It's quite possible. 

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If understanding, through some post-physical death 'reckoning' is actually furthered by being removed from our physical form (Christian theology suggests we will face the 'truth' when we die) then why be born at all? Wouldn’t having physical life be a hindrance if not a punishment, especially if you were being judged under it's influence? Why place it in physical bondage?

I can only answer these questions by saying that that's just the way that our creation is. That might seem unfair, but my concept of the deity is a fundamentally creative one, not a fundamentally fair one - fairness, after all, is a human concept.

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Why indeed judge it on the basis of what it does when in physical bondage?

My concept of the afterlife is similar to that held by the Indian religions: The universe (or God, or Brahman) doesn't care if you attain enlightenment, but whether you do or not will nevertheless have an affect on your fate after death.
22  General Politics / Individual Politics / Re: Lucifer vs. Social Revolutionary Jesus on: March 15, 2015, 02:41:39 pm
The problem with separating good from bad, heaven and hell, is that you are making the assumption that any system of justice is based on a series of absolutes. Which is not a human/e method of justice. The absolutes of heaven and hell may place the righteous apart from the unrighteous, but it places the unrighteous with each other; it places the person who never spared a thought for the poor and the needy with the person who not only did the same but say, obliterated thousands of people through genocide. No human system of justice would ever do that. It would not be justice at all. This is why Christianity has had to mitigate these moral absolutes, as in the passage you initially quoted, since the beginning (placing the whole dichotomy of faith v deeds or both with regards to salvation aside) because it is uncomfortable and also unsellable.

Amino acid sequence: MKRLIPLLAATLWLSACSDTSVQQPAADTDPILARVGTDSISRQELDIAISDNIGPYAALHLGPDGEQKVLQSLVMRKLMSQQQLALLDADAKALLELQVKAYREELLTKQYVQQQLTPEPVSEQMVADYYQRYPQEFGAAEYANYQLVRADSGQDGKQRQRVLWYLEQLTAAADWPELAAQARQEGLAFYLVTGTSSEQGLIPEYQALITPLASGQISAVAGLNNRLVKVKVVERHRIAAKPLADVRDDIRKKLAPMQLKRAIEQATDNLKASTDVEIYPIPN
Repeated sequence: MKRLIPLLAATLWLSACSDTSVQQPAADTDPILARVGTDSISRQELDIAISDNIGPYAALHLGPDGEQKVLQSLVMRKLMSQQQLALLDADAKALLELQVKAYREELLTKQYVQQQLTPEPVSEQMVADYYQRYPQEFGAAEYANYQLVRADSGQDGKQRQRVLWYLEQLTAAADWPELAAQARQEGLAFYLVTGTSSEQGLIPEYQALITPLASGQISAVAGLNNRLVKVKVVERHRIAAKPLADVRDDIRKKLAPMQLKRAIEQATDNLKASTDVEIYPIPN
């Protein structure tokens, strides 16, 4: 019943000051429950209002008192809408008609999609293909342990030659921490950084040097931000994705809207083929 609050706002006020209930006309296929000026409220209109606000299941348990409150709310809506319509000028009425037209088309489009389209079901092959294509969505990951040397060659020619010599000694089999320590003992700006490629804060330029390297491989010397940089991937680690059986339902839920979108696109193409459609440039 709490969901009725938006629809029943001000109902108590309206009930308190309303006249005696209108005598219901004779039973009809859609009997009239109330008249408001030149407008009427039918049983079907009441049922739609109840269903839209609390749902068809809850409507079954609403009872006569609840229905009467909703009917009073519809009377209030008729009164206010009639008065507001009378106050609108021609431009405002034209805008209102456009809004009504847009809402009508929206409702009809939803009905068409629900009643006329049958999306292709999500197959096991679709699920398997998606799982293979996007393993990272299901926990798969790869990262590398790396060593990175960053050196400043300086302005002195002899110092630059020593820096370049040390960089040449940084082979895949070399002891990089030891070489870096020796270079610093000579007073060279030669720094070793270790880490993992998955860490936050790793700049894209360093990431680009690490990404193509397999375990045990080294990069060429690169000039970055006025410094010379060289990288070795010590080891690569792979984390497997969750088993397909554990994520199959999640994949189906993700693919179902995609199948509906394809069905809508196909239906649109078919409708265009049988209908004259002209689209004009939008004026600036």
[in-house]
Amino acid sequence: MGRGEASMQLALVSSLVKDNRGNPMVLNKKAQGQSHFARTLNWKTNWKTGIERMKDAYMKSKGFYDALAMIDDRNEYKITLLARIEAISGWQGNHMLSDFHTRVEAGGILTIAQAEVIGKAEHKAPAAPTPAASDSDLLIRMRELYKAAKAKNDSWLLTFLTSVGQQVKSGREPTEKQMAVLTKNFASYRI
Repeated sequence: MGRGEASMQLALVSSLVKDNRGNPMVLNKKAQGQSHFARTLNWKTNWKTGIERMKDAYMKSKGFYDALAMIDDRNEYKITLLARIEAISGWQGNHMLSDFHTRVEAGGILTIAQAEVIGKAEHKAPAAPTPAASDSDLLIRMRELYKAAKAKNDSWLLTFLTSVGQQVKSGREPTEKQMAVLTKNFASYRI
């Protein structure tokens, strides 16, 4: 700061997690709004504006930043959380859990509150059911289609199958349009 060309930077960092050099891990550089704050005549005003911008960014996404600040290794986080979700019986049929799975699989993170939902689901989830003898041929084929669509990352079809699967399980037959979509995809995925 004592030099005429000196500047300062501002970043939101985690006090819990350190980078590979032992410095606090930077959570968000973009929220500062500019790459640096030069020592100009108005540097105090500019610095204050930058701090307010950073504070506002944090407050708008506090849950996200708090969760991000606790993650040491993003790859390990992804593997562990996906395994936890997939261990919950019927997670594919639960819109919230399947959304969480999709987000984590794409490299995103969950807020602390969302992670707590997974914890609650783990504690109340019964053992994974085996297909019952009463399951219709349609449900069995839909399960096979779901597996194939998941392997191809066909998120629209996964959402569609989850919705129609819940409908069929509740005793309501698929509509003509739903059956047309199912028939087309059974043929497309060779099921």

But the person who neglects the poor and the person who commits genocide are ultimately guilty of the same crime: living according to the flesh. That's why it makes sense to exclude them from the presence of God, who is pure spirit. Where their consciousness should spend the afterlife instead is a matter of debate, as I indicated in my response to the yellow New York avatar above.

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I'm going to lift something I said in a post about this last year;